China in Transition
More Trade Friction Looming for China
Chi Hung KWAN
Consulting Fellow, RIETI
Ever since embarking on market-opening reforms, the increase in exports has been a major factor supporting China's high growth rate, and this trend has become all the more conspicuous with China's entry into the World Trade Organization. However, as the share of Chinese products on the global market rises and the country's trade imbalance with major countries rapidly expands, friction with trading partners is also escalating. In the short term, China must work to eliminate such frictions through bilateral negotiations and the WTO, but in the long term, it is essential for it to transform its economy into one in which growth is led by domestic demand.
A protectionist trade policy that quickly comes to mind is the restriction of imports by implementing such steps as safeguards and antidumping measures. Although the WTO supports free trade in principle, it condones as exceptions these two actions as being temporary emergency measures. However, in reality they have become protectionist tools commonly used the world over.
Safeguards allow for relief measures such as import restrictions and tariff hikes in the event a domestic industry is seriously injured or is threatened with serious injury due to unforeseeable circumstances. In June 2000, South Korea raised its tariff on garlic imports from China, while in April 2001 Japan introduced provisional safeguard measures on three agricultural products (stone leeks, shiitake mushrooms and tatami rushes) from China. Also, because the safeguard measures on steel products introduced by the United States on March 5, 2002 were certain to adversely affect domestic industry, China filed a case with the WTO on March 26 as a means of self-defense.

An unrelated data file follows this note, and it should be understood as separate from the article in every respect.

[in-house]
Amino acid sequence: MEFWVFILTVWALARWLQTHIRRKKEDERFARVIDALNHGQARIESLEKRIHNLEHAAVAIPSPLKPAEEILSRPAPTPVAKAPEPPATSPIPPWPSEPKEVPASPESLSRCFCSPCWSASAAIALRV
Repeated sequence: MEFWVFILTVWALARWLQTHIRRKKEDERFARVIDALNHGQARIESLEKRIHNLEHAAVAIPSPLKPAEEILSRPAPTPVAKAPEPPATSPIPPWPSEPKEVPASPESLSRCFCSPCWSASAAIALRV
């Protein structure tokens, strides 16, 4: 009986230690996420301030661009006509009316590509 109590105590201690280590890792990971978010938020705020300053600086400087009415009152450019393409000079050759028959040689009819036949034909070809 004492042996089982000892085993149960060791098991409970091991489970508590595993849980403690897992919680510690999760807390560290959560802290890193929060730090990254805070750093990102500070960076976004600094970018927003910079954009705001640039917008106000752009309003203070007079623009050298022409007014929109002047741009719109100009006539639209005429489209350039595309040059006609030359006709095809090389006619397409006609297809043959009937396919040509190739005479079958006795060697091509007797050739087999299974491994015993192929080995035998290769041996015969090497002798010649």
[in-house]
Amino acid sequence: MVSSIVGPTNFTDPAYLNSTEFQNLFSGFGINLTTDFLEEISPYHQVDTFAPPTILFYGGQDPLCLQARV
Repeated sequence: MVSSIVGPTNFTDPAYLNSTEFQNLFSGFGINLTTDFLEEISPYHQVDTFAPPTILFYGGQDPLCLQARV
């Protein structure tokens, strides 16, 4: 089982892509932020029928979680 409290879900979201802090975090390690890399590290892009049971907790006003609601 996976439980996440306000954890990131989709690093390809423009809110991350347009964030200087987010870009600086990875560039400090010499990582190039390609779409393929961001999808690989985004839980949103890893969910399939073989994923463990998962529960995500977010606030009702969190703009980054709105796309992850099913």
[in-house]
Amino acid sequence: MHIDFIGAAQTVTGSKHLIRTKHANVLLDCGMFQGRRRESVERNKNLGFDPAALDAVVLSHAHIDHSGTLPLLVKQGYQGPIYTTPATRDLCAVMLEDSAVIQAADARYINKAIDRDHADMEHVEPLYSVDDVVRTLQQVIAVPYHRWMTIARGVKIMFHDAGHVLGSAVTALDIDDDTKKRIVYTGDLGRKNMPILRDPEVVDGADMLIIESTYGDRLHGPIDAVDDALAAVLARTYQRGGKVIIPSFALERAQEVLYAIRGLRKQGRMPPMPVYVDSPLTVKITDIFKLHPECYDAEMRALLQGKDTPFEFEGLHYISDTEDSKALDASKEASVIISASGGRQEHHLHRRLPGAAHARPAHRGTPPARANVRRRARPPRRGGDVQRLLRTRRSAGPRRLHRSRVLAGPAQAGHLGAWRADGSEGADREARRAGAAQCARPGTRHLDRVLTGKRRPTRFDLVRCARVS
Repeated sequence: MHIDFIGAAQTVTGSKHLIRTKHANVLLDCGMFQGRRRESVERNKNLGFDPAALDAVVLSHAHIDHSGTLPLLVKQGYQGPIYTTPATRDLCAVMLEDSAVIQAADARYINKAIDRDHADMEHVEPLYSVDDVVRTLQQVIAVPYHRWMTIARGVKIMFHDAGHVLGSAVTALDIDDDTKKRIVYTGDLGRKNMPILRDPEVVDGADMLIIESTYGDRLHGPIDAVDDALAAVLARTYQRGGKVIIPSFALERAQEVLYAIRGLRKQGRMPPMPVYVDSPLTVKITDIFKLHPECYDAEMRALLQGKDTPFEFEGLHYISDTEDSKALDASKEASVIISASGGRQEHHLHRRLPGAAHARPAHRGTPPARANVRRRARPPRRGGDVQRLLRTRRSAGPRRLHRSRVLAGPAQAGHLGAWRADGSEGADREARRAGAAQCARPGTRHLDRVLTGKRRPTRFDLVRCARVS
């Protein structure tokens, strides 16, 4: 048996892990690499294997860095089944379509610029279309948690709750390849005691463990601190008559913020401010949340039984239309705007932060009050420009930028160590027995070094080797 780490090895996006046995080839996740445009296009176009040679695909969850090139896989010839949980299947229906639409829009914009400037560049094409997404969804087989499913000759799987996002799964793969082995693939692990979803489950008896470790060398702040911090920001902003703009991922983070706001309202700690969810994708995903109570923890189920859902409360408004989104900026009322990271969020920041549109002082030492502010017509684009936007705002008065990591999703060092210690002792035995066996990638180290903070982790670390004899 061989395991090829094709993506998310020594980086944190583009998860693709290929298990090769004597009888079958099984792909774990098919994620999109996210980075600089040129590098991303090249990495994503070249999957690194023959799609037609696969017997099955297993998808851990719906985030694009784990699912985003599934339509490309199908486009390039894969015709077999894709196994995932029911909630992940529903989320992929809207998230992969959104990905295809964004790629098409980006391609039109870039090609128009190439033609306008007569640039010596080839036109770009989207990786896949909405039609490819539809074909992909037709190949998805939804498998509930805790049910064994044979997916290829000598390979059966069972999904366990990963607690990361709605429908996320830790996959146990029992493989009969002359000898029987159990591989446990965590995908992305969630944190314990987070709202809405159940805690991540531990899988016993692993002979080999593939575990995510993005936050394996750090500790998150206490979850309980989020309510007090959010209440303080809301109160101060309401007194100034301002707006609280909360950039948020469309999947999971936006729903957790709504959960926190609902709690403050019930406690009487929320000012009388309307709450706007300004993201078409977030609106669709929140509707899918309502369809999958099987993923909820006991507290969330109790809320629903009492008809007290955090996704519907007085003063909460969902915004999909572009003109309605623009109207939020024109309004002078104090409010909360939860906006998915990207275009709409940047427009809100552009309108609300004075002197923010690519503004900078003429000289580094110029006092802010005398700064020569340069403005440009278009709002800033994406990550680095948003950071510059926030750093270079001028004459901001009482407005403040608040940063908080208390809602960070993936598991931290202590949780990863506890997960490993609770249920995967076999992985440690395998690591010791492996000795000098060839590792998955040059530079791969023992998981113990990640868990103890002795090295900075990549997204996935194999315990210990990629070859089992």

Meanwhile, antidumping actions may be taken when there is material damage or a threat of damage to a domestic industry due to the dumping of imported products sold at lower-than-usual prices. China has been the most frequent target of antidumping measures. Antidumping investigations initiated against China alone totaled 312 between 1995 and 2002, and the number of cases in which action was actually taken came to 212 during the same period. ( table ) The products targeted are wide-ranging, from agricultural goods such as garlic and apples to steel pipes and electric appliances such as television sets.
Furthermore, non-tariff barriers in the form of tightening regulations and standards also serve as protectionist tools for individual countries. The WTO allows countries to set their own standards so long as they are consistent with WTO agreements and are not arbitrary or discriminatory. Triggered by the issue of residual pesticides in frozen spinach imported from China that came to light in May 2002, Japan revised the Food Sanitation Law. The revisions made it possible to impose a comprehensive ban on the import of specific food products that were produced in a country that is strongly suspected of violating the law. They may be used to justify import restrictions in the name of consumer protection and domestic regulations. Here, China argued that Japan's standard for residual pesticides for frozen spinach was itself unreasonable, but exports effectively stopped as the Japanese government asked firms to refrain from importing the product from China.
In addition to individual sectors, the rise in China's trade imbalance as a whole is intensifying frictions with importing countries. Japan, the U.S. and Europe are all seeing surges in their trade deficit vis-a-vis China, and calls are mounting for the yuan's revaluation. However, as we can see from the experience of the bilateral trade friction between Japan and the U.S., although the trade balance is in the short term affected by exchange rates, in the long-term it is determined by the balance between investment and savings in the countries involved. To reduce its trade surplus, China needs to correct its reliance on exports through the expansion of domestic demand.
Table: Increasing U.S. trade deficit with China, Japan, and the rest of the world
- Related articles
- Eat Your Spinach, China in Transition, Sept. 13, 2002
- Turning Trade Friction between Japan and China into a Win-Win Game Japan, RIETI Columns, May 29, 2001
December 20, 2002
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